There are other ICC events of course, including the Women’s and Under-19 World Cups, and these are shared out amongst the other member countries. Yet these are far less lucrative. Cricket West Indies received USD 3 million in total from the ICC for hosting both tournaments in recent years. The ECB made that amount from hosting four World Cup games last summer. The ticketing and hospitality revenues are significantly lower for those other competitions, too.
There are a couple of options for change here. These tournaments should be spread more evenly around the Full Member countries so they have the opportunity to benefit from the additional revenue as well as the greater exposure that welcoming the best players from around the world brings. There are already welcome signs that the men’s events might be spread out after 2023, with the USA and West Indies understood to be in the running to co-host the 2026 T20 World Cup. A second option is to keep the events in the big three countries but redistribute a significant portion of the ticket and hospitality revenues to each participating nation so that the host country is not the only board to benefit.The irony of West Indian players accepting a Covid-enforced 50% pay cut while saving England’s season should not be lost on anyone ©Getty
Another area where the current revenue model favours the wealthy members is in the broadcast deals. The ECB’s current deal is worth USD 1.4 billion over five years. The BCCI are set to earn nearly USD 4 billion from their international, IPL and domestic deals. By contrast, Cricket West Indies’ broadcast deal is worth around USD 19.5 million per year. As these figures show, it is the broadcast revenues which have really driven the financial disparity between the big three and the rest.
In addition, all the revenues for international series, broadcast and otherwise, are retained by the home boards. Pakistan, West Indies, Ireland and Australia all made great sacrifices to come to England this summer, more or less saving the ECB from a financial meltdown. Yet they received no revenue from the series that they played, signing up in return for a vague promise that England might make a reciprocal tour. The irony of West Indian players accepting a Covid-enforced 50% pay cut while saving England’s season should not be lost on anyone.
On the face of it, there is not much that can be done by the ICC in respect of the TV revenues. After all, broadcast deals are negotiated individually by the respective boards. But CWI chief executive Johnny Grave has previously tabled two potential solutions to the ICC’s members in 2018. “Firstly, we just called for a very simple model which was for 20% of the broadcast rights to be given to the away board,” he says. “It should at least cover the costs of air travel and player match fees so whilst you might not make money from an away tour, you certainly don’t lose any.” This did not go anywhere two years ago but could be re-visited again.
The second solution is collectively selling overseas broadcast rights – those to TV companies in countries outside the home board’s market. Broadcasters who were interested in showing an England-India series in any territory outside of the United Kingdom would need to bid for an entire package of bilateral cricket, which would include series such as Zimbabwe v Sri Lanka. Aside from the BCCI, who rely little on overseas rights, these typically make up 35-70% of other Full Member revenues. Currently, there is little rhyme or reason for the value of these rights. It is not simply down to how many people watch. Grave believes that bundling those rights and selling them as a package – rather than each board selling them individually – would obtain a better return and be more efficient, generating more revenue all round. “Obviously that’s quite complicated because it means you’ve got to coordinate everyone,” Grave admits. Nevertheless, he believes it can be done.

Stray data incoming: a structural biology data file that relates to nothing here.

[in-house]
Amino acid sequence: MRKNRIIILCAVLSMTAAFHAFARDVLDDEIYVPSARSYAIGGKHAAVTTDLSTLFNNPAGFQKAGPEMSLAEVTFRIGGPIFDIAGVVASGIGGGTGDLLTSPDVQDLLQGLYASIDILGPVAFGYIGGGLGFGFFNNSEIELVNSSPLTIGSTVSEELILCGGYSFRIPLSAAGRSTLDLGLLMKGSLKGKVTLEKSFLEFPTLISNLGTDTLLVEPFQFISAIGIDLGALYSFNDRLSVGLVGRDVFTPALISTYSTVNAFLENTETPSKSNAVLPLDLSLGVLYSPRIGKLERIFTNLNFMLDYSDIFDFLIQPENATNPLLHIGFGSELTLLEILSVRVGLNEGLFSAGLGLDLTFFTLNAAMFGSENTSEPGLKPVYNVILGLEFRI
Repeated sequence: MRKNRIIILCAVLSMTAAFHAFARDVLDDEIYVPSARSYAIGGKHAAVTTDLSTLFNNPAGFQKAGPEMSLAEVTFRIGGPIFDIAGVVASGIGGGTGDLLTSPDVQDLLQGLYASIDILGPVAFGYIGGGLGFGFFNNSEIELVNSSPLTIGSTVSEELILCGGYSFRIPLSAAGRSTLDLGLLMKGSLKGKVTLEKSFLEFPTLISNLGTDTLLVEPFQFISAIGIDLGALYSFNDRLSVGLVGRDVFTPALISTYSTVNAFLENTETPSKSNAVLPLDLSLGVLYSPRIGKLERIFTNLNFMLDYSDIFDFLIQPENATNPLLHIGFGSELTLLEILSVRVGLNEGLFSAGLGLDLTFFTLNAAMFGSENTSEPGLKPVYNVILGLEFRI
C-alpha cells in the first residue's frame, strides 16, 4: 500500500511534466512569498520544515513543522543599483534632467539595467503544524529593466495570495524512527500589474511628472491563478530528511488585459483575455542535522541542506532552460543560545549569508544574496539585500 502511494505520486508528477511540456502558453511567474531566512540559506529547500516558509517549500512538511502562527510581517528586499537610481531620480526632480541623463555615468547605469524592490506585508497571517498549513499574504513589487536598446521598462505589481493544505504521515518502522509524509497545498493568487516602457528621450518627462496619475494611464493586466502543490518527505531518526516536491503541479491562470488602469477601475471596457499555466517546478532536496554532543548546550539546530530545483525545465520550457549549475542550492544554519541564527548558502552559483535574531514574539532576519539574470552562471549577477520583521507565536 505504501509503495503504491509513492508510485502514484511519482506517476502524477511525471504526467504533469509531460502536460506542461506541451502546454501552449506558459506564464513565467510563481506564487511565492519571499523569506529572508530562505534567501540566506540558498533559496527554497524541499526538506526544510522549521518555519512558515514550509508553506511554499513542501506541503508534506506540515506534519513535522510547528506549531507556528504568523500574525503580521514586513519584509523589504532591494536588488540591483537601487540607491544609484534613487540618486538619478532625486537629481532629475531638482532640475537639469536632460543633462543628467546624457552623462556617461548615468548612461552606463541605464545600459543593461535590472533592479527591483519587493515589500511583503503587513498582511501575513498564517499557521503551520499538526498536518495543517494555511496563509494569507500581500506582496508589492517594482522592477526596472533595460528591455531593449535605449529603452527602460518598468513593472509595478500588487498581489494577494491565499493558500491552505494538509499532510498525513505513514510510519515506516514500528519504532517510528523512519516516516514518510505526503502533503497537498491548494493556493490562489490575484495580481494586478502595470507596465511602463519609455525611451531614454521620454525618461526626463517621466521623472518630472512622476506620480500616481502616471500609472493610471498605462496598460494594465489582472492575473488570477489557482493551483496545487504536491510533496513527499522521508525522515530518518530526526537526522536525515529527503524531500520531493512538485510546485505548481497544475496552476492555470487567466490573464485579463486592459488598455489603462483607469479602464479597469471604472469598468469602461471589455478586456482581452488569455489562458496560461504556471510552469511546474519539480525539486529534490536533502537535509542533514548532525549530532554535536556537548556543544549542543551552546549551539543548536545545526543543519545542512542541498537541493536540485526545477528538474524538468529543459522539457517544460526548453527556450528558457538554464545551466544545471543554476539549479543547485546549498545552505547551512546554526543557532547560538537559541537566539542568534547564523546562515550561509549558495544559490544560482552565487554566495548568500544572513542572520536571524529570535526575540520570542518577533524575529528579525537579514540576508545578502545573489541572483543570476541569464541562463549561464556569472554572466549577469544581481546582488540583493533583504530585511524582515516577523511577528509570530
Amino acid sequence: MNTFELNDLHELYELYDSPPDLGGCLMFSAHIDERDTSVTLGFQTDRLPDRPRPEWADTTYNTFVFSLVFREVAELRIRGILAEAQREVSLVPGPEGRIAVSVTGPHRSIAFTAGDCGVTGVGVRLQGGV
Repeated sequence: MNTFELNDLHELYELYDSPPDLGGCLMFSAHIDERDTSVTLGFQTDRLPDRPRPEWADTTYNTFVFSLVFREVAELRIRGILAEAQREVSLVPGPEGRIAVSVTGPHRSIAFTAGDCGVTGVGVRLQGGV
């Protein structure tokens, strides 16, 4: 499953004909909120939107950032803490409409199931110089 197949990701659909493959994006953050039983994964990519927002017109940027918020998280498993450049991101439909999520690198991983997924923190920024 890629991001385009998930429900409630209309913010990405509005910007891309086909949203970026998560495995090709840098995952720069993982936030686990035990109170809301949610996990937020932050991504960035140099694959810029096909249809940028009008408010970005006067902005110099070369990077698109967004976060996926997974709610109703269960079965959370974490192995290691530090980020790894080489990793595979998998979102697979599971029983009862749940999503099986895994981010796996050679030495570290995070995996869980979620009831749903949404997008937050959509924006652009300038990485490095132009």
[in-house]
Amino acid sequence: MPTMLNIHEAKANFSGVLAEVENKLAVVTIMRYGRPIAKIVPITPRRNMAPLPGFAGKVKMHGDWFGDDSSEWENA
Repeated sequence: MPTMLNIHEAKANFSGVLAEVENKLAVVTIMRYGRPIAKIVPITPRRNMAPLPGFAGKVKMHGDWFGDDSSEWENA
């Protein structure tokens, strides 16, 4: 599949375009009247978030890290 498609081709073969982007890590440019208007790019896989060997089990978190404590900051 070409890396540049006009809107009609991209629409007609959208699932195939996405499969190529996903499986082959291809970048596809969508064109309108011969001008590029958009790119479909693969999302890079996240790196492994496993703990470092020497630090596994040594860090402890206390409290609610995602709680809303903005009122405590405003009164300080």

For any of these options to be implemented, the Full Members would need to agree, either independently or at the ICC. Cricbuzz asked the ECB whether they believed they have a role to play in supporting the so-called smaller nations navigate the effects of Covid-19, what practical support they would offer, and whether they accepted the need to review the ICC’s current funding model.
“We are incredibly grateful to Pakistan, West Indies, Ireland and Australia for travelling here during this summer so that international cricket could resume. It has shown the cricketing community at its best and it’s important that we continue to work together as we face the ongoing challenges caused by the Covid-19 pandemic,” said an ECB spokesman, without offering any genuine answers.
There is a clear correlation between lower revenues and the difficult decisions boards have to make about their costs. After all, the less money you have, the less you can spend. Even before Covid-19, Cricket Ireland had to cancel some of the international cricket they were due to host this summer because the costs associated with the series were prohibitive. This is a regular issue for the likes of Zimbabwe and Afghanistan as well, and the knock-on effects are obvious. Less cricket means less exposure, less development and less revenue generating opportunities.Australia have visited England in each of the last three summers, but Bangladesh have not toured England for a Test series in a decade ©Getty
Hosting cricket has not been an issue for Australia, England and India. They have played each other with increasing regularity over the past five years while other countries have been shunned. The reason? Playing each other is more lucrative.